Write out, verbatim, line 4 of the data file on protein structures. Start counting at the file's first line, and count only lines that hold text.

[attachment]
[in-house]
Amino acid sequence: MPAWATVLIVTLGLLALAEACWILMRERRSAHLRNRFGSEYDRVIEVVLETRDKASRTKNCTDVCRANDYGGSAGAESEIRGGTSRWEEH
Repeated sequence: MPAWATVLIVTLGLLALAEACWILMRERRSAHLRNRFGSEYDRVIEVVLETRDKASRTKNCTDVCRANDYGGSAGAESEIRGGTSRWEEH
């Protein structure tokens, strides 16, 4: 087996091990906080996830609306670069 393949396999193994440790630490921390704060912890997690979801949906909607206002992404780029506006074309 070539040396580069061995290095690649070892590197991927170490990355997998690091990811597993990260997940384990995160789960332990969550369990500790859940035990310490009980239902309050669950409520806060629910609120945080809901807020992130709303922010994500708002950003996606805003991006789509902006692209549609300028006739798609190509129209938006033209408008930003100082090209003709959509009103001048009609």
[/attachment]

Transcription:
């Protein structure tokens, strides 16, 4: 087996091990906080996830609306670069 393949396999193994440790630490921390704060912890997690979801949906909607206002992404780029506006074309 070539040396580069061995290095690649070892590197991927170490990355997998690091990811597993990260997940384990995160789960332990969550369990500790859940035990310490009980239902309050669950409520806060629910609120945080809901807020992130709303922010994500708002950003996606805003991006789509902006692209549609300028006739798609190509129209938006033209408008930003100082090209003709959509009103001048009609």